The maps are more dynamic this time around, with vaults, security rooms, cash bundles, cameras and guards altering their layout or routes so you can't memorize the "right" way of tackling each map. When you first log on to Crime.net, you're shown a map full of possible heists to choose from. Differing difficulties and maps are available, with more choice opening as your character earns more levels and the tools you'll need to tackle them via your skill tree.

When decision time comes down to start the heist, it's no longer a team-wide aggro situation. It's entirely possible to still be stealthy while 1-2 other players control the hostages. Get them to tie them down while you set up quiet safe-opening and you can potentially stop the alarm ever going off.

Depending on how your team is skilled and equipped, you can tackle a heist, door, safe or vault a number of ways. Lay C4 on it to blow it open, use a high-powered saw to rip it off its hinges, or take it the slow and potentially stealthy option of a lockpick or drill. The more specialized entries are locked behind higher-level skills, but the old drill from the first Payday makes a return for anyone to use and restart over a timer of up to 5 minutes.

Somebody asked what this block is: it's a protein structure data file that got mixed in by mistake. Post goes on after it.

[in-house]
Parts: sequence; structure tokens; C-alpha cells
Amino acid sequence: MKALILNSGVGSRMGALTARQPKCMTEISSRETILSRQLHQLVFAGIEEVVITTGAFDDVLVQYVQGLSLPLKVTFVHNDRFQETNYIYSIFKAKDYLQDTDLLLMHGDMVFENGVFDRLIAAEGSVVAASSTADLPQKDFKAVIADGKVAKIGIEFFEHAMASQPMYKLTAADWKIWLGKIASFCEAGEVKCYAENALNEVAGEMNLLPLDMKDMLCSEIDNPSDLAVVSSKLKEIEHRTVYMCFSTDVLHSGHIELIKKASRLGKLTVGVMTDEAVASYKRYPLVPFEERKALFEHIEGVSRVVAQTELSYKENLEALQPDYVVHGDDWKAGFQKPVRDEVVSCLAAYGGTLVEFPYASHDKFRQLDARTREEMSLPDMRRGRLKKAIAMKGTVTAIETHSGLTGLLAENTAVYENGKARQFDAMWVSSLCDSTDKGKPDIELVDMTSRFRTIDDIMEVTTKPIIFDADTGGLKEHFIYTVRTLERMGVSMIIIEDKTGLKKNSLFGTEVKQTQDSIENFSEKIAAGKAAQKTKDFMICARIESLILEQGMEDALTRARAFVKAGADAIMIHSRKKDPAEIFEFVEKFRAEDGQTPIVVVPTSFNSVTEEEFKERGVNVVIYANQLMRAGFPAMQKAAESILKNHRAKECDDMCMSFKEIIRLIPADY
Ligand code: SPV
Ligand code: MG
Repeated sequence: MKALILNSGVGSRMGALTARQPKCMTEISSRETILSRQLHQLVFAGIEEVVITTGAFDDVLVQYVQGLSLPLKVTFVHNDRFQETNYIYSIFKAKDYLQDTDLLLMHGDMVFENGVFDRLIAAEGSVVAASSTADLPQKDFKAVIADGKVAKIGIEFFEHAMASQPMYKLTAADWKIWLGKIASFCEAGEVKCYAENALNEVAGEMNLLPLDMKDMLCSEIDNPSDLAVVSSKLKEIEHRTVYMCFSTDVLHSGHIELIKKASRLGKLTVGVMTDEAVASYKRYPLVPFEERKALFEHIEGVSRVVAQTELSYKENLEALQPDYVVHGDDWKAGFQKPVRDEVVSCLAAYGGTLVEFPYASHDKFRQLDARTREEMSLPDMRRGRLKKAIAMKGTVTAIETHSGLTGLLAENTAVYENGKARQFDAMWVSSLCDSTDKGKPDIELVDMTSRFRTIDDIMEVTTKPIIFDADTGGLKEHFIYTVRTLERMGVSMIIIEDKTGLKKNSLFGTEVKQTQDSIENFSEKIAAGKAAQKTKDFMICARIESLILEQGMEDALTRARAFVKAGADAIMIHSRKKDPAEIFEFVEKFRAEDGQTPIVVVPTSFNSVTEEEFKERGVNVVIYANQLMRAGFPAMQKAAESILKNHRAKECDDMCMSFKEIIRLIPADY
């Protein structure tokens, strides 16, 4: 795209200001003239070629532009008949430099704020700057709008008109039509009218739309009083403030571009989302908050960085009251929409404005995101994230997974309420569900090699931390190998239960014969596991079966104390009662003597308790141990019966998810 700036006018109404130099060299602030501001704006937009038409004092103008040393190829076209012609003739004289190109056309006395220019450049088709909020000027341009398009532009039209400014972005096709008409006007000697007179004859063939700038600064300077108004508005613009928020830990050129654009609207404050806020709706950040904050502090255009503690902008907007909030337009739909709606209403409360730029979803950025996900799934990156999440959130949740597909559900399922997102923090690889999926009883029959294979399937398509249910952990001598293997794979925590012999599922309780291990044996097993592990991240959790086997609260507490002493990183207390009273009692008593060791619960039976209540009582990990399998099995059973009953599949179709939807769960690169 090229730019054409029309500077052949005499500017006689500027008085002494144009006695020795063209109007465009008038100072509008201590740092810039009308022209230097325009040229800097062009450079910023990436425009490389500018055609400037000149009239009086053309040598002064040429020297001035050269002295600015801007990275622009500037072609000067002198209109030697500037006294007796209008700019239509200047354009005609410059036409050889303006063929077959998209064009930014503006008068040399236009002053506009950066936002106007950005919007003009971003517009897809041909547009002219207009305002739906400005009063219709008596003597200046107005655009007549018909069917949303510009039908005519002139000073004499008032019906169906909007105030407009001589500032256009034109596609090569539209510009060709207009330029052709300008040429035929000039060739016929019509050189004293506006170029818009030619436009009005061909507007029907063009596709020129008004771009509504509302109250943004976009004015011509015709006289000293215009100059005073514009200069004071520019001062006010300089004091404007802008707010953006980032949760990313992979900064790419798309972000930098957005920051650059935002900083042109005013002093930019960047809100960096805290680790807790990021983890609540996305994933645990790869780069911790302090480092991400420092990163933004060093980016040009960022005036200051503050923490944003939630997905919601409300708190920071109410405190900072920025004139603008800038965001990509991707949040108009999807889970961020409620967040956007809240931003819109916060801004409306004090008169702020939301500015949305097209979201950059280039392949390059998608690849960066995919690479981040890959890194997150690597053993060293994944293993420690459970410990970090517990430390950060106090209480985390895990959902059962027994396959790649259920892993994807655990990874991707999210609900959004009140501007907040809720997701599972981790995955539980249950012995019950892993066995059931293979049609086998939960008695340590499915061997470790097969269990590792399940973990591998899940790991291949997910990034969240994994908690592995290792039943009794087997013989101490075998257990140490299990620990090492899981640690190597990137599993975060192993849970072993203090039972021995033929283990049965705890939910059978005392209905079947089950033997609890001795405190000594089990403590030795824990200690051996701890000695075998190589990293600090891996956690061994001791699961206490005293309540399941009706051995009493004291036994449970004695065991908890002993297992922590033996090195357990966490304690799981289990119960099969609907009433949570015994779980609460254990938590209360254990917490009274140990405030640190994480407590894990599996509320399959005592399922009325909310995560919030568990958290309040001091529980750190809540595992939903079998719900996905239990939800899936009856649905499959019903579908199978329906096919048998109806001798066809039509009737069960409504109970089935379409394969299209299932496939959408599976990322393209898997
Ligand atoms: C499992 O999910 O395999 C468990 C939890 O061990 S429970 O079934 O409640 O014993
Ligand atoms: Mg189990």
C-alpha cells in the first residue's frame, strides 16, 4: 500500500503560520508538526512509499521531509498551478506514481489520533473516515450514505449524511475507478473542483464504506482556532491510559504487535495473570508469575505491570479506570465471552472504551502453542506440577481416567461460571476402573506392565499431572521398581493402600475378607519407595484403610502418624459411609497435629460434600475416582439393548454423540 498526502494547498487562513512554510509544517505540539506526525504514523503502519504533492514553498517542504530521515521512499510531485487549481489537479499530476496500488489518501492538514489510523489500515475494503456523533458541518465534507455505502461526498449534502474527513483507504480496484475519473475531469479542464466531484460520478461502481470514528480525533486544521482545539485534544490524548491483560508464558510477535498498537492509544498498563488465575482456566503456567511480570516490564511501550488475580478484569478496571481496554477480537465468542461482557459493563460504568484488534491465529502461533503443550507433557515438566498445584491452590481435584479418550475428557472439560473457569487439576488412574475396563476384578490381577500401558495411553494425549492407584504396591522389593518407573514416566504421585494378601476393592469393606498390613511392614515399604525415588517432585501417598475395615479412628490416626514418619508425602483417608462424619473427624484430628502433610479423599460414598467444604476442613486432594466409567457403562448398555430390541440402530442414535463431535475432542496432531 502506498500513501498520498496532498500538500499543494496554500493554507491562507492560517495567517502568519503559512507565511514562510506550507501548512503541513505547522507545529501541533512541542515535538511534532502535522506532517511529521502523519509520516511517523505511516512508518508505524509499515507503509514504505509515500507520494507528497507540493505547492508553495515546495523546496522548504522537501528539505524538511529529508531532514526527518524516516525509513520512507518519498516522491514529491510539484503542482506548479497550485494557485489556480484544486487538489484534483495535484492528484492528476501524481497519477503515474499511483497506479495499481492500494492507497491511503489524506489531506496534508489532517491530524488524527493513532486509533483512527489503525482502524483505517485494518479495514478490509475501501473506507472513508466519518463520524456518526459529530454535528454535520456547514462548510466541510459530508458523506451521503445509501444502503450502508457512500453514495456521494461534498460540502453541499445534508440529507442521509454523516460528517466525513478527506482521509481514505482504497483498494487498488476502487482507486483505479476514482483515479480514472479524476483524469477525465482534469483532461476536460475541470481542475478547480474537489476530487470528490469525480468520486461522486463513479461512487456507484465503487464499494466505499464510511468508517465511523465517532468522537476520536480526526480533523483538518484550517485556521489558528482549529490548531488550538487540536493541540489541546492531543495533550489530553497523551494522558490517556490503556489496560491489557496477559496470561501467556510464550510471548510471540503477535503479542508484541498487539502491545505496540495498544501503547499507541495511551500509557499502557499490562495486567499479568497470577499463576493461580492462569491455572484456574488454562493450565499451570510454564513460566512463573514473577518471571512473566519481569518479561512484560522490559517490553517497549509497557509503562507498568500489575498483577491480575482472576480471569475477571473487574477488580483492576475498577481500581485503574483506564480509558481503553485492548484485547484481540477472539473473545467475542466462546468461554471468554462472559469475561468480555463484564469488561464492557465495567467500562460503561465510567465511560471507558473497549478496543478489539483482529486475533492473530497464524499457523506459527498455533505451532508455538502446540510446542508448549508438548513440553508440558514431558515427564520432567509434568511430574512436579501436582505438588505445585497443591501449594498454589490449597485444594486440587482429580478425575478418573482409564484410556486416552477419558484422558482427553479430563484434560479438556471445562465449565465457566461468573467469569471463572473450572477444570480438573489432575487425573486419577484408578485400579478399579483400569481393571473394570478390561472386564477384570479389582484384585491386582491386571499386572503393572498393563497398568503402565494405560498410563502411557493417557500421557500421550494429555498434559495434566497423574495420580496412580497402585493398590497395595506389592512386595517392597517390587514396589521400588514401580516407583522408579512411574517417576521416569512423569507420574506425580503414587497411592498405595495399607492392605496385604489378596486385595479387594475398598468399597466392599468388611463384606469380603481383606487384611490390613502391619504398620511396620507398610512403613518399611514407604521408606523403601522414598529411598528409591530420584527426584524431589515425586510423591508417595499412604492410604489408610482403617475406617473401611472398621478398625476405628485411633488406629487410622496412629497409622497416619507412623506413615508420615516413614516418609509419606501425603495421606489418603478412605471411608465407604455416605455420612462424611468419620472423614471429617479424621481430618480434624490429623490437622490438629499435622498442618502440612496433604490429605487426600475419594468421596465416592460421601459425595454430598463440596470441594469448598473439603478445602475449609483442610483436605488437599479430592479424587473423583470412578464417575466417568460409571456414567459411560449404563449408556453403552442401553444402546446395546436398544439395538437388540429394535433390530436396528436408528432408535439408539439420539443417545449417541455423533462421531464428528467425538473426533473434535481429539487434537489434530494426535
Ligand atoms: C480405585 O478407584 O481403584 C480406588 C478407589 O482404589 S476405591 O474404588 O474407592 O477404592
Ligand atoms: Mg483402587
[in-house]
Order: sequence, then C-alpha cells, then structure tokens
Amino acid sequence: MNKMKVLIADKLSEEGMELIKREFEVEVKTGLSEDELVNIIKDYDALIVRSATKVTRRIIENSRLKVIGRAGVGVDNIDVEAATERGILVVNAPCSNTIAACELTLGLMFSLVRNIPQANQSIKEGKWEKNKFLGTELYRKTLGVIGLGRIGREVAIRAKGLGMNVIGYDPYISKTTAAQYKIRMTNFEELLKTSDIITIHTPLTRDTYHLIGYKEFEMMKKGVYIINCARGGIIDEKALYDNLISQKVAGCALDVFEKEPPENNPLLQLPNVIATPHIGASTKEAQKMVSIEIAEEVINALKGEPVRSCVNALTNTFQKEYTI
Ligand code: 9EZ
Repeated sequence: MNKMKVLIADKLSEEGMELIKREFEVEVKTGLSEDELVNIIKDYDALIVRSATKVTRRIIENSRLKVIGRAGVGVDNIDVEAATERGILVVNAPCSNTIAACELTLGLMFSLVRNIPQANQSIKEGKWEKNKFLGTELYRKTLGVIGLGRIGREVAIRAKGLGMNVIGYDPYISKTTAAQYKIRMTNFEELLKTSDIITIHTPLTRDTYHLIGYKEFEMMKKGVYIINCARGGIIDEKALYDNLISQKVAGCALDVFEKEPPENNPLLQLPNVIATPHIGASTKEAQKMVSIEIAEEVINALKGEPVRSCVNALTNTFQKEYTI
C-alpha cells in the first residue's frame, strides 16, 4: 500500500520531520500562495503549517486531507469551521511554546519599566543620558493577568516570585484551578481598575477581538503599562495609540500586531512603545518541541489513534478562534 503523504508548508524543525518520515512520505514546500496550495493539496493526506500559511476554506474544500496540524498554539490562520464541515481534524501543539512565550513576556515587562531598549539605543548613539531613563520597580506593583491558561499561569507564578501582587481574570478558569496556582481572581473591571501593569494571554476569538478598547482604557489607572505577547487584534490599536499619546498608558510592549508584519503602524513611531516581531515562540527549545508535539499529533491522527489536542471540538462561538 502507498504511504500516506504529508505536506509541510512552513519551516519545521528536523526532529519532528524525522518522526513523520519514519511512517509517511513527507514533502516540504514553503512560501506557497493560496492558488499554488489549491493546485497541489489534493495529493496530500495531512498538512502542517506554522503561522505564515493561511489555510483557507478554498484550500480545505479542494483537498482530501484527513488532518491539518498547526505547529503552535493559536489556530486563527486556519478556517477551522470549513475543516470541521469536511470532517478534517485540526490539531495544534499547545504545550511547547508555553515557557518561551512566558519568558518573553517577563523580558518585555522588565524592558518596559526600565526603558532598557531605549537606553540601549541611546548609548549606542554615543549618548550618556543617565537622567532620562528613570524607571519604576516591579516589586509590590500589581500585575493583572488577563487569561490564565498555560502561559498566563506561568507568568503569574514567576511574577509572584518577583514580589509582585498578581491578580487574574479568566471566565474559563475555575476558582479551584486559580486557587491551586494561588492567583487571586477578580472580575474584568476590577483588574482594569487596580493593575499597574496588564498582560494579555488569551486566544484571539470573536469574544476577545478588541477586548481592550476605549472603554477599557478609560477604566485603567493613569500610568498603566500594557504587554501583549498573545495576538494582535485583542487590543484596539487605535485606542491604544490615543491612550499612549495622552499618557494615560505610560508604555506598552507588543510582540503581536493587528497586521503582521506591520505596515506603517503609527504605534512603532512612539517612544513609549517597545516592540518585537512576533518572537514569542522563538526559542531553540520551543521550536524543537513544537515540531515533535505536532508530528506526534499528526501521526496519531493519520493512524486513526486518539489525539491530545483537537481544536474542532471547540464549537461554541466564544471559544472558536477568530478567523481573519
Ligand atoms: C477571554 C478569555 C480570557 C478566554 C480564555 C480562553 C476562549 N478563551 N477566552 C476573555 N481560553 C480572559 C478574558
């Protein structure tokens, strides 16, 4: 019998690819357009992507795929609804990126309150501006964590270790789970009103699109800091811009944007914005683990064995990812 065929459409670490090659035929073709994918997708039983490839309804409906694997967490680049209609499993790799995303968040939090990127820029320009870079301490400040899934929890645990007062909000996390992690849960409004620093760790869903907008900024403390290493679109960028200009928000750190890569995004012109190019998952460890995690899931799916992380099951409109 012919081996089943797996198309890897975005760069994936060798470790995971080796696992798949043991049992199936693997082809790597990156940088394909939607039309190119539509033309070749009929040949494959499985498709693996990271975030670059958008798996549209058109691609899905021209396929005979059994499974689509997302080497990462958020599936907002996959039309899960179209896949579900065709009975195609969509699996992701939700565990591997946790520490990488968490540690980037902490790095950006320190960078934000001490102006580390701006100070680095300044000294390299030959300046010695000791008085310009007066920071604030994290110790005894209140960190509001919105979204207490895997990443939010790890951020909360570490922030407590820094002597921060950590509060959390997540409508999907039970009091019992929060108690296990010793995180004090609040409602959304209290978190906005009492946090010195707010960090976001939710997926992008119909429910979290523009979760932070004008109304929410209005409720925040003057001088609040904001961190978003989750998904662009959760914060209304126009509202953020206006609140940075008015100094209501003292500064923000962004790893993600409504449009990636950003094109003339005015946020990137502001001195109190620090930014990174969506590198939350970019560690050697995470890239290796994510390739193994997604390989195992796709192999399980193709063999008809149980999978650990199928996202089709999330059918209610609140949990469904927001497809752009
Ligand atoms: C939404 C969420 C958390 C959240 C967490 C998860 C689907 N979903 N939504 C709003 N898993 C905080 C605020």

Once the shtuff hits the fan, it feels like the old Payday, but with more responsive controls and with much-improved AI behind the cops. Laying down cover fire will make them all scramble for cover. SWAT units will stack up on a door and "shoot and scoot," as they are fond of crying out. The Specials from the first make a return in more deadly and devious ways. They work with the regular cops around them this time instead of playing lone wolves. Tasers will hang back and wait for their buddies to distract you, a new agile type will work hard to flank you and lay into you with fast SMG fire and the Tanks are more deadly and agressive than ever, barging through doorways and plowing into you with bomb gear and a heavy gun.

Customization - Masks, Guns and Skills

At the end of every successful Heist, you are given a 1/3 card choice. The card reveals a reward in the form of cash, a weapon attachment "blueprint," or something related to the new Mask customization system.

There are hundreds of combinations of base masks, colours, patterns and decals to dress up your mask with now. I've only begun to unlock some bits, but I can see how it will be fun to deck out the Monkey mask when I get it

Weapons gain a similar drastic facelift; you have to buy every weapon and mod, but you can't buy them until you've unlocked them. Weapons by level and attachments by random card luck. They can be pricey investments when you consider your cash pool is also used to spend skill points in your tree, but buying and modding the right gun for your playstyle makes a massive difference this time. Wield a shotgun and SMG, or a high-powered rifle and silenced handgun if you're more into the ghost approach.